Wednesday, February 08, 2006
Tabby... Not Rock
This is a section of the old seawall along the bay in St. Augustine. You can find buildings of this material throughout the southern colonial coast. It is a form of primitive poured concrete called Tabby.
To make a Tabby wall, colonists built wooden forms, then prepared the Tabby. Oyster shells were gathered, heated and then crushed fine to make the cement that holds Tabby together. The cement was mixed with an aggregate of broken shells and then poured into forms. It wasn't reinforced and tended to crack, but there are many, many Tabby buildings from the 1700's still standing throughout the southeast.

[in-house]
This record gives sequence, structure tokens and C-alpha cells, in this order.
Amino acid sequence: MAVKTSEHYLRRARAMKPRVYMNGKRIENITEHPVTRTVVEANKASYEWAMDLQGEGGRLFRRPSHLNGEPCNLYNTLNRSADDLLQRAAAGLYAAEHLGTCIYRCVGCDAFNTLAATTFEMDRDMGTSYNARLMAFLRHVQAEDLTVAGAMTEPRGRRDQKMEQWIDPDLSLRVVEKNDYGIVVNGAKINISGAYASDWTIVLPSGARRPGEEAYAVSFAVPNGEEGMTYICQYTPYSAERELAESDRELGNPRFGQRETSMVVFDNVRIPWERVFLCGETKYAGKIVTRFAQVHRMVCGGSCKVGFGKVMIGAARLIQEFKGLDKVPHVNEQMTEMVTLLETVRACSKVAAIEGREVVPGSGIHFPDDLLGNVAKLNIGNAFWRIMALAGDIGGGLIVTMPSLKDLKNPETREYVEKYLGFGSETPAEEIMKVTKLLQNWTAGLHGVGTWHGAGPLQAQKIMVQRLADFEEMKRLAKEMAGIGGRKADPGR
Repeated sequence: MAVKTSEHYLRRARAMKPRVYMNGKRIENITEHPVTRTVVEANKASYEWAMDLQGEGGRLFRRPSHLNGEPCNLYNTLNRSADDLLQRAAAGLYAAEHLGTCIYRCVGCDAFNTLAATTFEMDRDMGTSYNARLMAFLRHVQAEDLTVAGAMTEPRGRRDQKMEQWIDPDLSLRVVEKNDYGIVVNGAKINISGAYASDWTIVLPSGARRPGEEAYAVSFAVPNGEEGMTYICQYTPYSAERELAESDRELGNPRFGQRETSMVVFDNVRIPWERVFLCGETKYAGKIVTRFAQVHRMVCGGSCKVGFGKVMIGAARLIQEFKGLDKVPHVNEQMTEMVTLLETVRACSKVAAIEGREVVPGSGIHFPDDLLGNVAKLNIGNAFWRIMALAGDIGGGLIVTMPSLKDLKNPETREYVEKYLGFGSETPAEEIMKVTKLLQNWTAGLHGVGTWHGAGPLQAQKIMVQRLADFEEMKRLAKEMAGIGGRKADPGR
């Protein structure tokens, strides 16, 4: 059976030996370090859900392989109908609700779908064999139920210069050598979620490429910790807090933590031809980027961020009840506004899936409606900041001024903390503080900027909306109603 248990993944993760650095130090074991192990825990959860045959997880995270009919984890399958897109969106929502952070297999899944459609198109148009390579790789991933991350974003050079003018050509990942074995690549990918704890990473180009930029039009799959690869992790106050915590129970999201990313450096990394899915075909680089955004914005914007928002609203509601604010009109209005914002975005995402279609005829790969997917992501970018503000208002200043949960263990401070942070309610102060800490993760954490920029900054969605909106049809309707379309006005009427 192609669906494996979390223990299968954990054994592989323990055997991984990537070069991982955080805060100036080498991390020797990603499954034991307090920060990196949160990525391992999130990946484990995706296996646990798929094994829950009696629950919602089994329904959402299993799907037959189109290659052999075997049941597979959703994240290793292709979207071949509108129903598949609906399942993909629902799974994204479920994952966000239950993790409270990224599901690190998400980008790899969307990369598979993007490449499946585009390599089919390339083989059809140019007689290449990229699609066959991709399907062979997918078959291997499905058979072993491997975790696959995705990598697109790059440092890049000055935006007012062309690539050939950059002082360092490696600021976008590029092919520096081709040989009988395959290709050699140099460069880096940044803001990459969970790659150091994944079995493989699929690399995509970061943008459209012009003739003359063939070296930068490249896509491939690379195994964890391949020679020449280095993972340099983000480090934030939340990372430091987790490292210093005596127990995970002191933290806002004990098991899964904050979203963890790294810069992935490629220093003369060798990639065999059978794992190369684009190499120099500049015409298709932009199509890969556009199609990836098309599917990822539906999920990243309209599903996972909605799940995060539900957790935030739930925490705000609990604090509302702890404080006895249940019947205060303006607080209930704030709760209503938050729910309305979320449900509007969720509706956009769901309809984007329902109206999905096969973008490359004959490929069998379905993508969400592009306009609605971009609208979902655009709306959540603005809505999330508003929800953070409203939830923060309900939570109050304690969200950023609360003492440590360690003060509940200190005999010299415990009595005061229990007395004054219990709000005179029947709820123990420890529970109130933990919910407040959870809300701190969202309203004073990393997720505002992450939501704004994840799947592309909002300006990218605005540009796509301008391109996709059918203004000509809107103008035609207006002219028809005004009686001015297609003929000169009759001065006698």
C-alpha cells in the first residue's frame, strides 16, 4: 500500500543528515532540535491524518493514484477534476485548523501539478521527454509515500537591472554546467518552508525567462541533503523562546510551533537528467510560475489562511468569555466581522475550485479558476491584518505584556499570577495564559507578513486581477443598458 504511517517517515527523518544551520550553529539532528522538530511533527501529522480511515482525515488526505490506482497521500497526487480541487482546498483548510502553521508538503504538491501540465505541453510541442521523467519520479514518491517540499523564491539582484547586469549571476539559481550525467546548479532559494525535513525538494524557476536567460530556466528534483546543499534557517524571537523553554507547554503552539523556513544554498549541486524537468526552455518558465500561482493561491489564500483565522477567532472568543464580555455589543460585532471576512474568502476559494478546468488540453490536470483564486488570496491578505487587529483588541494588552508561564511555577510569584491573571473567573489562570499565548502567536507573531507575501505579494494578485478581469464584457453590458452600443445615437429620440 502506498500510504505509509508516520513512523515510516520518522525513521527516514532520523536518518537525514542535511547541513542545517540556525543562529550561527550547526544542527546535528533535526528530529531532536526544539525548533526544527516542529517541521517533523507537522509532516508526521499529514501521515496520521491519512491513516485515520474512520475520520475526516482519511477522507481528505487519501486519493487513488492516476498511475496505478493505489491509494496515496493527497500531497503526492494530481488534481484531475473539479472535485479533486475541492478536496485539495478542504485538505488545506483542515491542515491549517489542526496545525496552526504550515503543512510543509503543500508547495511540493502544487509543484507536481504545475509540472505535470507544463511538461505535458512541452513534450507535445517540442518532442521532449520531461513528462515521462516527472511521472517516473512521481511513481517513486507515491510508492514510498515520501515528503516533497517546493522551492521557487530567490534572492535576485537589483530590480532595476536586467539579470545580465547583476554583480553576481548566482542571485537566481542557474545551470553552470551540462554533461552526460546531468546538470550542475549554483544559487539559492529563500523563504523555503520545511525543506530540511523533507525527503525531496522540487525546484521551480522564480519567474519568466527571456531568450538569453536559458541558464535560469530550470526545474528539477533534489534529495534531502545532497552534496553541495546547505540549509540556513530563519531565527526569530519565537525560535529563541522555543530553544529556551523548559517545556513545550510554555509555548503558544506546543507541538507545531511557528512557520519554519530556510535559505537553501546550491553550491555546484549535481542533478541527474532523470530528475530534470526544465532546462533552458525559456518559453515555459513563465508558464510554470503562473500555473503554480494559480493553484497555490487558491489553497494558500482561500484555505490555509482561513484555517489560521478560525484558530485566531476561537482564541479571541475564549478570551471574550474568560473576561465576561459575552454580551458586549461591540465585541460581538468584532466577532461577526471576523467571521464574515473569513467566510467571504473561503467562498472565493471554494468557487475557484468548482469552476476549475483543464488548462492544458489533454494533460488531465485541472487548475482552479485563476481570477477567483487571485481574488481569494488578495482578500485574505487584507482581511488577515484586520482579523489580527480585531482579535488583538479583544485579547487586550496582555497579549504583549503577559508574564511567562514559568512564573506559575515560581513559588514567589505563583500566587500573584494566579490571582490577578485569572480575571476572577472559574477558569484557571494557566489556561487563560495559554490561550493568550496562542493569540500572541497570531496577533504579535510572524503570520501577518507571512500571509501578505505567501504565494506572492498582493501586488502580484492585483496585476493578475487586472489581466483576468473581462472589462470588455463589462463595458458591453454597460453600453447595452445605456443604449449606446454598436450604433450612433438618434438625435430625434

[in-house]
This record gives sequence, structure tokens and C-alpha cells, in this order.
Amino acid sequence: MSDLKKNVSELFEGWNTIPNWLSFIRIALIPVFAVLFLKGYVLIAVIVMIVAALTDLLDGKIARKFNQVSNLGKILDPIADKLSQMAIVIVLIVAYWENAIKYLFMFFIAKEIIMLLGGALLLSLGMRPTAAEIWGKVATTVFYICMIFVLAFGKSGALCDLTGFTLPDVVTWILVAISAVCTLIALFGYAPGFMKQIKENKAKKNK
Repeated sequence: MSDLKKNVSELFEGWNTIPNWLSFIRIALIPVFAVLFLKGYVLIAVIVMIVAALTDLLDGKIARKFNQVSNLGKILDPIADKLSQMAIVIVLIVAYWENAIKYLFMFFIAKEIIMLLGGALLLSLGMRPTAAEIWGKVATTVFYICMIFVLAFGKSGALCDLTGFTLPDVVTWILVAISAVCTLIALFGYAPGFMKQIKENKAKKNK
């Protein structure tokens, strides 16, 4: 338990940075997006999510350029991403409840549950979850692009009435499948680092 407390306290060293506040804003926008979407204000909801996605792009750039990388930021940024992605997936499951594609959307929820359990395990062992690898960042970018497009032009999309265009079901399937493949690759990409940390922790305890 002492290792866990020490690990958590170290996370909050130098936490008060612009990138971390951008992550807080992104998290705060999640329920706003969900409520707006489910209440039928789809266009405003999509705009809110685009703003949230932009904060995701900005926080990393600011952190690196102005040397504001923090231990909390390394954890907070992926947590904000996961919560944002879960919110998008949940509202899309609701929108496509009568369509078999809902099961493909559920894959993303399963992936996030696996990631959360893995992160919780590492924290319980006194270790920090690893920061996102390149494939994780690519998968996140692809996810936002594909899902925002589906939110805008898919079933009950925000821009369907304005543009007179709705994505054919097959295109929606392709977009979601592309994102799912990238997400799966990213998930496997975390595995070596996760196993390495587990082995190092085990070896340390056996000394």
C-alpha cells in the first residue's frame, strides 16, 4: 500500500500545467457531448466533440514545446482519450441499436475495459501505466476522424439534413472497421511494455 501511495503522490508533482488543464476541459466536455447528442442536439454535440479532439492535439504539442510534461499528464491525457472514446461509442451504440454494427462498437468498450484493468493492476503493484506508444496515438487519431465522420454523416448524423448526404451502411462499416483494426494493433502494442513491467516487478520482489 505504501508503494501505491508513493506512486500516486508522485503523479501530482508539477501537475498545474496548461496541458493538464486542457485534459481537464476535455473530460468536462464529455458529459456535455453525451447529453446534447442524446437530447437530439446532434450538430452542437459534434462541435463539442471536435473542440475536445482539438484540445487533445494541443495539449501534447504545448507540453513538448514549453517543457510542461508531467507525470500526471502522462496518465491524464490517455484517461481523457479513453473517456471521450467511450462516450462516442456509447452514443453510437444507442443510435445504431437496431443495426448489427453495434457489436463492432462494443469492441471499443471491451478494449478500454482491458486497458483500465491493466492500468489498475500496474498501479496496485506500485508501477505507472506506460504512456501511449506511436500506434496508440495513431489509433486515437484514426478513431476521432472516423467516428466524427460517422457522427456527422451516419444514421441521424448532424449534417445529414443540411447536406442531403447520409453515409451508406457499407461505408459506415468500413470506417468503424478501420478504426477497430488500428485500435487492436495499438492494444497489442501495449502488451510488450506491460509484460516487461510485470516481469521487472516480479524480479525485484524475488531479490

Coquina, a natural shellstone is similar in appearance. The shells in coquina tend to be smaller and more uniform in size.
Posted by R.Powers at 6:00 AM